Просмотров: 139 Targeted Oncology
Lung Cancer Facts : Last Signs of Lung Cancer Before Death
 
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The last signs of lung cancer before death include being unable to perform simple tasks independently, having difficulty breathing and experiencing intense chest pain. Discover the options to ease these final symptoms with helpful information from a practicing oncologist in this free video on cancer. Expert: Dr. Kenneth Fink Contact: www.nhhn.org Bio: Dr. Kenneth Fink has been a medical doctor in the field of internal medicine specializing in hematology and oncology for 23 years. Filmmaker: Reel Media LLC
Просмотров: 251514 eHow
Improving Survival in Lung Cancer
 
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Most patients with stage III, locally advanced, unresectable non–small-cell lung cancer have disease progression despite chemotherapy with concurrent radiation. New research findings are summarized in this short video. Full study: http://nej.md/2wK3KNL Watch more Quick Take videos: http://nej.md/quick-take
Просмотров: 1578 NEJMvideo
Managing Disease Progression in Advanced NSCLC
 
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Corey J. Langer, MD, discusses brain metastases in patients with EGFR-mutant non–small cell lung cancer, remarks on concerns for resistance to EGFR–tyrosine kinase inhibitor therapy, and highlights considerations for monitoring and managing patients following disease progression. For more resources and information regarding anticancer targeted therapies: http://targetedonc.com/
Просмотров: 17 Targeted Oncology
Lung cancer staging | Respiratory system diseases | NCLEX-RN | Khan Academy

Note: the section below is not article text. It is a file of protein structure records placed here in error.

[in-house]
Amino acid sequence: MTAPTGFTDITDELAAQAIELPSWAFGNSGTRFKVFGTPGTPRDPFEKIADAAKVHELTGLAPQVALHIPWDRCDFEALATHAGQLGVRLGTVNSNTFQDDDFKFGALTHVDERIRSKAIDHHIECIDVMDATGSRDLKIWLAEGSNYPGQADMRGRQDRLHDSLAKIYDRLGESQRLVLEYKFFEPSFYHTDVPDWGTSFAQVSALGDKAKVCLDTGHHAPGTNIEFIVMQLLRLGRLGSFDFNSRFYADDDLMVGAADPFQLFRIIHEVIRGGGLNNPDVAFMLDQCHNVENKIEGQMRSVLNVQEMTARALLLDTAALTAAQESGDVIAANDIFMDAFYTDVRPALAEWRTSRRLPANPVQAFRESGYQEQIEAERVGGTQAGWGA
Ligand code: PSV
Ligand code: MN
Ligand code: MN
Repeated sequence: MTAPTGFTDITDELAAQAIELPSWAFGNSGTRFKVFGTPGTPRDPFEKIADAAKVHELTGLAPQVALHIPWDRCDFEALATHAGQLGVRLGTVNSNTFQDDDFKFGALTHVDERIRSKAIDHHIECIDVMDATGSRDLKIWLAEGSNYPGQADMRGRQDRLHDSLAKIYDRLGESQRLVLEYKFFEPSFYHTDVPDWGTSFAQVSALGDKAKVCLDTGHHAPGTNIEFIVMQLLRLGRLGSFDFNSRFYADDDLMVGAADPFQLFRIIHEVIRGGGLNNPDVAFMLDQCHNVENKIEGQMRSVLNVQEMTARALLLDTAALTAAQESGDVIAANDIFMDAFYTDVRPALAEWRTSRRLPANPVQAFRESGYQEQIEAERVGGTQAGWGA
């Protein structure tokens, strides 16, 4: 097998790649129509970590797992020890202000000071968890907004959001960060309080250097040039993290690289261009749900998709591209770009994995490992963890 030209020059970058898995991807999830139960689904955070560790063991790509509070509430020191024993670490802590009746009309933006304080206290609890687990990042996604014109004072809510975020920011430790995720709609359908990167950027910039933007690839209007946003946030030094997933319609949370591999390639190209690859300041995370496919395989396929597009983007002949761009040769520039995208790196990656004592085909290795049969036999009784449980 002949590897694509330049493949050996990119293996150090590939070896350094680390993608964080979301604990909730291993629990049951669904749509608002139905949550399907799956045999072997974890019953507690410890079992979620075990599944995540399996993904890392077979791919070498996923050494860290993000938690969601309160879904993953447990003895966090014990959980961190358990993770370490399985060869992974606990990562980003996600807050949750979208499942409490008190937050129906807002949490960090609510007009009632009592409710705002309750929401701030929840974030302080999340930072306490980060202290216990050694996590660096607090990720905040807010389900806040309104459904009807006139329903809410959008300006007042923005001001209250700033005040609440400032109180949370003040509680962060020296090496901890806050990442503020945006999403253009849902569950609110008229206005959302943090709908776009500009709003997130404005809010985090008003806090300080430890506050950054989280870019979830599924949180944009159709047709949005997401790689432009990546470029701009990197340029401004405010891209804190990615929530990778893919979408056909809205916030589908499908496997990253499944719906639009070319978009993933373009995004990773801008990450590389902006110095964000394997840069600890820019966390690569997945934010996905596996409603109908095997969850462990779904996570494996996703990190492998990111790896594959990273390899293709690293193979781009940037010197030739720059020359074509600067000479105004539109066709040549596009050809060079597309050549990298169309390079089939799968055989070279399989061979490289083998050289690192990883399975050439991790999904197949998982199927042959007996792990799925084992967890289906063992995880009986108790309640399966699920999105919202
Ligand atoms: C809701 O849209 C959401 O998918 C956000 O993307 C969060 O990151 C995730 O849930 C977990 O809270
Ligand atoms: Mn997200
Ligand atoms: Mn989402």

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Health professionals use special terminology referred to as stages to concisely communicate the progression of cancer disease. Learn how cancer is classified based off the size of the tumor, the involvement of lymph nodes, and whether metastasis has occurred. Created by Amanda Grieco. Watch the next lesson: https://www.khanacademy.org/test-prep/nclex-rn/rn-respiratory-system-diseases/rn-lung-cancer/v/lung-cancer-treatment?utm_source=YT&utm_medium=Desc&utm_campaign=Nclex-rn Missed the previous lesson? https://www.khanacademy.org/test-prep/nclex-rn/rn-respiratory-system-diseases/rn-lung-cancer/v/lung-cancer-metastasis?utm_source=YT&utm_medium=Desc&utm_campaign=Nclex-rn NCLEX-RN on Khan Academy: A collection of questions from content covered on the NCLEX-RN. These questions are available under a Creative Commons Attribution-NonCommercial-ShareAlike 3.0 United States License (available at http://creativecommons.org/licenses/by-nc-sa/3.0/us/). About Khan Academy: Khan Academy offers practice exercises, instructional videos, and a personalized learning dashboard that empower learners to study at their own pace in and outside of the classroom. We tackle math, science, computer programming, history, art history, economics, and more. Our math missions guide learners from kindergarten to calculus using state-of-the-art, adaptive technology that identifies strengths and learning gaps. We've also partnered with institutions like NASA, The Museum of Modern Art, The California Academy of Sciences, and MIT to offer specialized content. For free. For everyone. Forever. #YouCanLearnAnything Subscribe to Khan Academy’s NCLEX-RN channel: https://www.youtube.com/channel/UCDx5cTeADCvKWgF9x_Qjz3g?sub_confirmation=1 Subscribe to Khan Academy: https://www.youtube.com/subscription_center?add_user=khanacademy